Washing your hands is one of the simplest preventative measures recommended by the Centers for Disease Control and Prevention in fighting the spread of the coronavirus. But for thousands of Navajo and Hopi people, a preexisting water shortage now puts them at serious risk during the pandemic.
Archive for date: August 4th, 2020
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In an economy altered by the coronavirus pandemic, water and wastewater industry essential employees remain in demand. To help people explore their career options, the Cuyamaca College Center for Water Studies program will hold its annual Open House and Student Orientation at distance via Zoom on Tuesday, August 11, at 6 p.m.
Free fall. That’s how people are describing California’s economy as the coronavirus ravages on.
Virtually overnight, one in five Californian’s became – and unfortunately remain – unemployed. In Los Angeles, the unemployment rate is tracking with the peak of the Great Depression. In other parts of the state, the jobless rate is projected to climb as high as 40%. As former Gov. Gray Davis said about today’s challenges, “There’s no playbook. There’s no precedent.”
Once a local water board approves a rate increase, voters cannot prevent it from taking effect by circulating a referendum, though they can seek to reduce it later, the state Supreme Court ruled Monday.
San Diego officials have agreed to the first “project labor agreement” in city history to help resolve legal challenges that have stalled Pure Water, a $5 billion sewage recycling system that would produce one-third of the city’s water.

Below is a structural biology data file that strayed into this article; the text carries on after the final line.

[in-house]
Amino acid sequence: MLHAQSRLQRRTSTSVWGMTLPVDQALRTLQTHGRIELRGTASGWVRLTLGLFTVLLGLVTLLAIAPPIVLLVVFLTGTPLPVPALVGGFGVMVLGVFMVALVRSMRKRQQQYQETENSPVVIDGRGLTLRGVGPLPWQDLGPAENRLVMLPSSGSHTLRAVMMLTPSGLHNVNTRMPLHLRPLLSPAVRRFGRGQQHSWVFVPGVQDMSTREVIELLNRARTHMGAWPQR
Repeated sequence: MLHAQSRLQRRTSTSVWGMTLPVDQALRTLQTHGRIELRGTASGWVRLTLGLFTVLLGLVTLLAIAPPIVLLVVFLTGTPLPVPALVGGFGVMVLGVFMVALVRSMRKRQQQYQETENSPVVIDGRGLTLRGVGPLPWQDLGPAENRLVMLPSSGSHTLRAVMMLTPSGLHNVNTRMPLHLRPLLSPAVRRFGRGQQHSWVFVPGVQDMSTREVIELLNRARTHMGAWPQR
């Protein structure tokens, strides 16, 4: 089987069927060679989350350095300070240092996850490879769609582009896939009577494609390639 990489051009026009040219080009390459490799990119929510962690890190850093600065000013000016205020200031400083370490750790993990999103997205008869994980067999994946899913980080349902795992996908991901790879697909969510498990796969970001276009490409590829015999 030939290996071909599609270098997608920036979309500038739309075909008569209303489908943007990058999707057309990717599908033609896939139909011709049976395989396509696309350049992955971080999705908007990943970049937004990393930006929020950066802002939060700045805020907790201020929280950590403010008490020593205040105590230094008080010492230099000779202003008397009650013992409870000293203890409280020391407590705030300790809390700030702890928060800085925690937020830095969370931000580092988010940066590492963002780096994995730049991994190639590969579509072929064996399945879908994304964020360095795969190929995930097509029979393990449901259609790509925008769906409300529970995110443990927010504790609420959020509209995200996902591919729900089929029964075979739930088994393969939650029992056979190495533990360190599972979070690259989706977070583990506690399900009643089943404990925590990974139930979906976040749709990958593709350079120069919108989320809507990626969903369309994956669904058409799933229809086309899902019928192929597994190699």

The warming climate is putting environmental pressure on California forests that have towered over the Golden State for thousands of years. They are not the only forests being stressed by climate change, the region’s iconic underwater forests are also facing challenges. Those forests are populated by giant kelp, and there is one located just off the La Jolla shore.
Four years after the U.S. Army Corps of Engineers upgraded the flood risk for the Whittier Narrows Dam from high urgency to very high urgency, the U.S. House of Representatives on Friday approved a budget package that included nearly $385 million to fix the dam.
Just when it looked like small drinking water systems in California were finally getting the long-term help they so desperately need, along came COVID-19. The state is peppered with failing small systems, many serving low-income communities without the resources to repair them. At least one-third of those failing systems are in the San Joaquin Valley, according to the State Water Resources Control Board.
Southern California Gas Co. is taking its battle with state officials over climate change policy to court, arguing in a new lawsuit that the California Energy Commission has failed to promote natural gas as required by state law.
Each year, the Wyland National Mayor’s Challenge for Water Conservation hosts the My Water Pledge, a friendly competition between cities across the U.S. to see who can be the most “water-wise.”